The Doctor and Student (1518)

Christopher St. Germain

Of conscience

This word conscience, which in Latin is called conscientia, is compounded of this proposition cum, that is to say in English, with; and of this noun scientia, that is to say in English, knowledge: and so conscience is as much to say knowledge of one thing with another thing: and conscience so taken, is nothing else but an applying of any science or knowledge to some particular act of man. And so conscience may sometime err, and sometime not err. And of conscience thus taken, doctors make many descriptions. Whereof one doctor saith, that conscience is the law of our understanding. Another, that conscience is an habit of the mind discerning between good and evil. Another, that conscience is the judgment of reason judging on the particular acts of man. All which sayings agree in one effect, that is to say, that conscience is an actual applying of any cunning of knowledge to such things as are to be done: whereupon it followeth, that upon the most perfect knowledge of any law or cunning, and of the most perfect and most true applying of the same to any particular act of man, followeth the most perfect, the most pure, and the most best conscience. And if there be default in knowing of the truth of such a law, or in the applying of the same to particular acts, then thereupon followeth an error or default in conscience. As it may appear by this example: Sinderesis ministreth an universal principle that never erreth, that is to say, that an unlawful thing is not to be done. And then it might be taken by some men, that every oath is unlawful, because the Lord saith, Matt. 5, Ye shall in no wise swear; and yet he that by reason of the said words will hold that it is not lawful in no case to swear, erreth in conscience; for he hath not the perfect knowledge and understanding of the truth of the said gospel, nor he reduceth not the saying of the scripture to other scriptures, in which it is granted that in some case an oath may be lawful. And the cause why conscience may so err in the said case, and in other like, is because conscience is formed of a certain proposition or question, grounded particularly upon universal rules ordained for such things as are to be done. And because a particular proposition is not known to himself, but must appear and be searched by a diligent search of reason, therefore in search and in the conscience that should be formed thereupon may happen to be error, and thereupon it is said that there is error in conscience: which error cometh either because he doth not assent to that he ought to assent unto, or else because his reason whereby he doth refer one thing to another is deceived. For farther declaration whereof it is, to understand, that error in conscience cometh seven manner of ways. First, through ignorance; and that is, when man knoweth not what he ought to do: and then he ought to ask counsel of them that he thinks most expert in that science whereupon his doubt riseth. And if he can have no counsel, then he must wholly commit him to God, and he of his goodness will so order him, that he will save him from offence. The second is through negligence; as when a man is negligent to search his own conscience, or to enquire the truth of other. The third is through pride; as when he will not meeken himself, ne believe them that be better and wiser than he is. The fourth is through singularity; as when a man followeth his own wit, and will not conform himself to other, nor follow the good common ways of men. The fifth is through an inordinate affection to himself, whereby he maketh. conscience to follow his desire, and so he causeth her to go out of her right course. The sixth is through pusillanimity, whereby some person dreadeth ofttimes such things as of reason he ought not to dread.. The seventh is through perplexity; and this is when a man believeth himself to be so set betwixt two sins, that he thinketh it unpossible but that he shall fall into the one but a man can never be so perplexed indeed, but through an error in conscience; and if he will put away that error, he shall be delivered. Therefore I pray thee that thou wilt always have a good conscience; and if thou have so, thou shalt always be merry; and if thine own heart reprove thee not, thou shalt always have inward peace. The gladness of right wise men, is of God, and in God, and their joy is always in truth and goodness. There be many diversities of conscience, but there is none better than that whereby a man truly knoweth himself. Many men know many great and high cunning things, and yet know not themselves; and truly he that knoweth not himself, knoweth nothing well. Also he hath a good and clean conscience, that hath purity and cleanness in his heart, truth in his word, and right wiseness in his deed. And as a light is set in a lantern, that all that is in the house may be seen thereby; so Almighty God hath set conscience in the midst of every reasonable soul, as, a light whereby he may discern and know what he ought to do, and what he ought not to do. Therefore forasmuch as it behoveth thee to be occupied in such things as pertain to the law; it is necessary that thou ever hold a pure and clean conscience, specially in such things as concern restitution: for the sin is not forgiven, but if the thing that is wrongfully taken be restored. And I counsel thee also that thou love that is good, and flee that is evil: and that thou do to another, as thou wouldest should be done to thee, and that thou do nothing to other, that thou wouldest not should be done to thee, that thou do nothing against truth, that thou live peaceably with thy neighbour, and that thou do justice to every man as much as in thee is: and also that in every general rule of the law thou do observe and keep equity. And if thou do thus, I trust the light of the lantern, that is, thy conscience, shall never be extincted.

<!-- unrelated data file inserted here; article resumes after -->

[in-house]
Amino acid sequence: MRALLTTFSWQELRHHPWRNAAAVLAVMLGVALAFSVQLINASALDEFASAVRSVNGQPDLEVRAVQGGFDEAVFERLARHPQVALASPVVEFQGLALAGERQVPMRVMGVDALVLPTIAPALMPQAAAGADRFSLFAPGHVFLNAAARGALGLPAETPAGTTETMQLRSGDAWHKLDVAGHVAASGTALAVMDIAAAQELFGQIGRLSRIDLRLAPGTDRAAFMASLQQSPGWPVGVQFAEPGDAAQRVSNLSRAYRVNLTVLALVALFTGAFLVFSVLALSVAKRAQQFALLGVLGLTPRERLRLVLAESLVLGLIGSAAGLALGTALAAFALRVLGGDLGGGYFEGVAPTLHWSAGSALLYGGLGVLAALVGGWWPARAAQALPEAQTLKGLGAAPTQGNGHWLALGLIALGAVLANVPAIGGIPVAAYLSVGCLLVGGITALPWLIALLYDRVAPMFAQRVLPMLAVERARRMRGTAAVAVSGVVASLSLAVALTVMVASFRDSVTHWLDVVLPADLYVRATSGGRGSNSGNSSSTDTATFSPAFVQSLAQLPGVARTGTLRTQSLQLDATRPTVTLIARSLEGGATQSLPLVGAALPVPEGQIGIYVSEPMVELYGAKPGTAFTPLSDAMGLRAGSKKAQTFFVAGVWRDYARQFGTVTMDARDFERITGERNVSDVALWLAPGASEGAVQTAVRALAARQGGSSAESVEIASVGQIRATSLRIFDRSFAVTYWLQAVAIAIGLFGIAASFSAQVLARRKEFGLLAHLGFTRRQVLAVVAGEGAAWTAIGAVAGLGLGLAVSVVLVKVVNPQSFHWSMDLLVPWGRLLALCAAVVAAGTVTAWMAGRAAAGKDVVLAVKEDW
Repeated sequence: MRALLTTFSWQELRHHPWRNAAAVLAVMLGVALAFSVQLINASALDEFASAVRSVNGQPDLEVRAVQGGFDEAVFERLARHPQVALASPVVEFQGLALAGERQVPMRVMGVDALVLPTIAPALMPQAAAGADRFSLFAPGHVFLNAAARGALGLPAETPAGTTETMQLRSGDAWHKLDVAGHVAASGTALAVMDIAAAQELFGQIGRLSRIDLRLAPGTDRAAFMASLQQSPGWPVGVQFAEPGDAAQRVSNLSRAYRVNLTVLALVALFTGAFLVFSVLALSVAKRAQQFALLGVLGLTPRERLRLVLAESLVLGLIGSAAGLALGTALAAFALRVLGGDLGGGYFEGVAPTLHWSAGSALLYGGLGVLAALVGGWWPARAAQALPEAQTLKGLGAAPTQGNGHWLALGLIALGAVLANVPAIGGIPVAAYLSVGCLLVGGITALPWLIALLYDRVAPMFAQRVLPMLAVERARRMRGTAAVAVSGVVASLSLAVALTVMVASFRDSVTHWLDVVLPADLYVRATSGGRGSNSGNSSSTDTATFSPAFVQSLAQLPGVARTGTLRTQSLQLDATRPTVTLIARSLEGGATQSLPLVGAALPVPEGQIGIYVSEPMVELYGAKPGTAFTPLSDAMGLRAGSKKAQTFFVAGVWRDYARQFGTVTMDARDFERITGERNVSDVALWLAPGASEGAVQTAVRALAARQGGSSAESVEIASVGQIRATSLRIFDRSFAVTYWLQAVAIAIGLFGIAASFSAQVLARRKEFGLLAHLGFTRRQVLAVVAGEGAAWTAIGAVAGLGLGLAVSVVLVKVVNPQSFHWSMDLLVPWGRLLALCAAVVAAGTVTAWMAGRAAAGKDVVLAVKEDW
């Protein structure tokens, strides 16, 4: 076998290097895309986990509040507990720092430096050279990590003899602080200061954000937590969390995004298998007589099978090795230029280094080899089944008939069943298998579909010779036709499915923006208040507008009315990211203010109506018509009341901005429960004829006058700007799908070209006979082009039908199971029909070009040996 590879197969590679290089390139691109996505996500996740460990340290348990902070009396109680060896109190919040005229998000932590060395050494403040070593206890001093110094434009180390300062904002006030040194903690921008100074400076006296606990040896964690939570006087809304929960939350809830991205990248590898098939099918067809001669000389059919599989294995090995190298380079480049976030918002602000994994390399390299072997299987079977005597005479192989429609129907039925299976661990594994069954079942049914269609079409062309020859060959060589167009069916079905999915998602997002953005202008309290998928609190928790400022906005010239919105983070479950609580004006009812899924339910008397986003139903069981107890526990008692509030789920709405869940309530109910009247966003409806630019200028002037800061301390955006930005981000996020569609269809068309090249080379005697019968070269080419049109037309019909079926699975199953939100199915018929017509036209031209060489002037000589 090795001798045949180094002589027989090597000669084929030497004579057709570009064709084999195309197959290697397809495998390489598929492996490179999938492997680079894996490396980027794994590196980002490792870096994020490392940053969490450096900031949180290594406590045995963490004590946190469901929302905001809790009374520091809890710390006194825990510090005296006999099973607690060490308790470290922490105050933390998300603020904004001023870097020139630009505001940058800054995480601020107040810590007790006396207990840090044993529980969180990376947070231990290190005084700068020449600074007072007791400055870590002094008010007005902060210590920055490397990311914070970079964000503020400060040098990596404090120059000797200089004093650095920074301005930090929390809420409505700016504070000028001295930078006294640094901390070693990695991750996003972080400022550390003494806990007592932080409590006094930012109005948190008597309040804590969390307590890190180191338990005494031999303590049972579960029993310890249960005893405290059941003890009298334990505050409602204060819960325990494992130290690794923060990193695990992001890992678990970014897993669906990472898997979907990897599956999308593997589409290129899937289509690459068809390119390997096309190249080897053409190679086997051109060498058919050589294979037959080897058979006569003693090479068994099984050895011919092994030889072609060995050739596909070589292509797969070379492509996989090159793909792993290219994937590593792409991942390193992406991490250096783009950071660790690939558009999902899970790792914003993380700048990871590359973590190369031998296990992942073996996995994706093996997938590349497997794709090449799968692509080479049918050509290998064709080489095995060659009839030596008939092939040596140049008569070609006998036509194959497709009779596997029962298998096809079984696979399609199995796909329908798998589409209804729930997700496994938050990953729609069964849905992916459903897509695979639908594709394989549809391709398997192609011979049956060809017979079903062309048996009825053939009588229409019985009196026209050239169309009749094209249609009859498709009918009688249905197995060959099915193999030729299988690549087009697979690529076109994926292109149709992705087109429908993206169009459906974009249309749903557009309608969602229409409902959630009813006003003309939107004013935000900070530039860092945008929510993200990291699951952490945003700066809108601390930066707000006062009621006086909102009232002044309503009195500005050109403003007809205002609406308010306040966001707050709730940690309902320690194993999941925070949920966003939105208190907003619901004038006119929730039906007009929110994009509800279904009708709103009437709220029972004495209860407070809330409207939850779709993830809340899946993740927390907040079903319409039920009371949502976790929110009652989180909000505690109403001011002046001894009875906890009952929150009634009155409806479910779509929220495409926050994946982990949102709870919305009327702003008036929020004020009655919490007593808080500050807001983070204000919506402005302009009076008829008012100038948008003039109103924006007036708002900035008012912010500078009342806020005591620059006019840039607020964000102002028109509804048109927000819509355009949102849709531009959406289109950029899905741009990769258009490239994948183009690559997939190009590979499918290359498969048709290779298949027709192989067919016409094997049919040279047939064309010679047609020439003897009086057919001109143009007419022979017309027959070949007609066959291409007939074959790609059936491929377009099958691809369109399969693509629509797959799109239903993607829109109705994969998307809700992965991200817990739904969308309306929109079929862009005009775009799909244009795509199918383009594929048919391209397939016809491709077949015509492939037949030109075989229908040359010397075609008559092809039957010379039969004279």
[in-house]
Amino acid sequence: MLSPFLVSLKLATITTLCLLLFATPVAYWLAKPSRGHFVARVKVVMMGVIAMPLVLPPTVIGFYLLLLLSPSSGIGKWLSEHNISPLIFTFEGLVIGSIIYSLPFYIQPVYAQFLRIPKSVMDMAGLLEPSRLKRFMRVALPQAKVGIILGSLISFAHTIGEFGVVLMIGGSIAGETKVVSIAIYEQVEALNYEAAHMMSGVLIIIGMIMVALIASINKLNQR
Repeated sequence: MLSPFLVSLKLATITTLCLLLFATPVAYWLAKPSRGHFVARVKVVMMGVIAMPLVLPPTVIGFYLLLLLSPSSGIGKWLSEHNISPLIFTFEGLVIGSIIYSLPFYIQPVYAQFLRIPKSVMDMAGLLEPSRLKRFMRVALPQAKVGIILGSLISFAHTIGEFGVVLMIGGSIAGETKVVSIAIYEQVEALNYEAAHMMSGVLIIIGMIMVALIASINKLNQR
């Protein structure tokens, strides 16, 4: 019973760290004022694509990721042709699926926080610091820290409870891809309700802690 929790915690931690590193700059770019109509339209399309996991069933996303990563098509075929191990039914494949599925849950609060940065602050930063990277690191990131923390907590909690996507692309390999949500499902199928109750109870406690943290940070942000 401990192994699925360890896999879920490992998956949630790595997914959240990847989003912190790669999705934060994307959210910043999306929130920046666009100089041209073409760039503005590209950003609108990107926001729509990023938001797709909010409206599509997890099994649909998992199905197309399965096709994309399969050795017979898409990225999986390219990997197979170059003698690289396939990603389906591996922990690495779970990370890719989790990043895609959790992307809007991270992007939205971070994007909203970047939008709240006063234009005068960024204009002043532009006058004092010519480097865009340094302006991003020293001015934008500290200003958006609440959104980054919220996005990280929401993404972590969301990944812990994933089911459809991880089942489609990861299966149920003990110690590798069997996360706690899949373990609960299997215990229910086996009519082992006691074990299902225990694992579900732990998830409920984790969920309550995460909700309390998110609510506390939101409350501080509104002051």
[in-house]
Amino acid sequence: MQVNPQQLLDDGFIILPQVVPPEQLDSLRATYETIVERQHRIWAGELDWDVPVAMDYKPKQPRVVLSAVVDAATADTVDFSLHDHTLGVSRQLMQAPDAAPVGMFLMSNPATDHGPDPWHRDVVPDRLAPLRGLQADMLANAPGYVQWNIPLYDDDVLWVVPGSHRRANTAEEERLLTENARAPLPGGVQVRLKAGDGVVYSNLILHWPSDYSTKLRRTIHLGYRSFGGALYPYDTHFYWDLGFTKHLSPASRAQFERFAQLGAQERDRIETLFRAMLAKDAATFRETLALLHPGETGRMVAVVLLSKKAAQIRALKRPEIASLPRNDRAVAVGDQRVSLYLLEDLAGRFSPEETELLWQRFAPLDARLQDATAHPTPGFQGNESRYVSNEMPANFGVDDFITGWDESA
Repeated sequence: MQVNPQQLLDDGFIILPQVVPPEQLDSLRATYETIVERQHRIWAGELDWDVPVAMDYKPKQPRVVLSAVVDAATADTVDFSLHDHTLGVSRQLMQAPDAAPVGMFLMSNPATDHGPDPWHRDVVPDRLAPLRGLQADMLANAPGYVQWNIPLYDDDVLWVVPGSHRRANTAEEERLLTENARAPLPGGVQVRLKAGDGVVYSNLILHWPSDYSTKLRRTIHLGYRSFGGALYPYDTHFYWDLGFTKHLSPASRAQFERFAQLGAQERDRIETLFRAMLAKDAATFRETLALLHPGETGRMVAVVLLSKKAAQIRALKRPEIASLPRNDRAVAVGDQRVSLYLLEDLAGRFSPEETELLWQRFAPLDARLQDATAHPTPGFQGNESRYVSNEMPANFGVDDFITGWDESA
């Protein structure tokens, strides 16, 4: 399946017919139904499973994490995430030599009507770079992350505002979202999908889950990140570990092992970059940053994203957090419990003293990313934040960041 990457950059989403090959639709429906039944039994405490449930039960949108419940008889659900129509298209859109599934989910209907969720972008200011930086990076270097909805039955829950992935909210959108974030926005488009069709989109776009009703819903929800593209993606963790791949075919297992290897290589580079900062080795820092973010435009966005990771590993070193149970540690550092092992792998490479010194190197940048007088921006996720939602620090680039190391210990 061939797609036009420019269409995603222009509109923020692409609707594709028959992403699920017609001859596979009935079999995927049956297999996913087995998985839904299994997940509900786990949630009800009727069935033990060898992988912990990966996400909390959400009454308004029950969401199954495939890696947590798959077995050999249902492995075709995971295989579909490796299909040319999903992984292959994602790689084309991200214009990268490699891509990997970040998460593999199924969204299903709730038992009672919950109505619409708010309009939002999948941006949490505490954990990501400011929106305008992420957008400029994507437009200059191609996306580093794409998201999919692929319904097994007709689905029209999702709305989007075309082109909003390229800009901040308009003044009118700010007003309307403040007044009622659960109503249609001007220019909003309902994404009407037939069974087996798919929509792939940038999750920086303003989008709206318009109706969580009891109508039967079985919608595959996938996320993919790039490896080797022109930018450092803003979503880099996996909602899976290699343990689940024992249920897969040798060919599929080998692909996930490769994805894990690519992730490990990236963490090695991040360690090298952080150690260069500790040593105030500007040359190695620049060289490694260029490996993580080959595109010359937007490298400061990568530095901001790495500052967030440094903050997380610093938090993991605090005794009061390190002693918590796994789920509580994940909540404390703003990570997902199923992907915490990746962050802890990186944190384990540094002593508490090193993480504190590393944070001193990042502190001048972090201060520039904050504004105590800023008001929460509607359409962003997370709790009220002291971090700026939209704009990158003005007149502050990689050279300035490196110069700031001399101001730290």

Stud. But, I pray thee, shew me what is that equity that thou hast spoken of before, and that thou wouldest that I should keep.

Doct. I will with good-will shew thee somewhat thereof.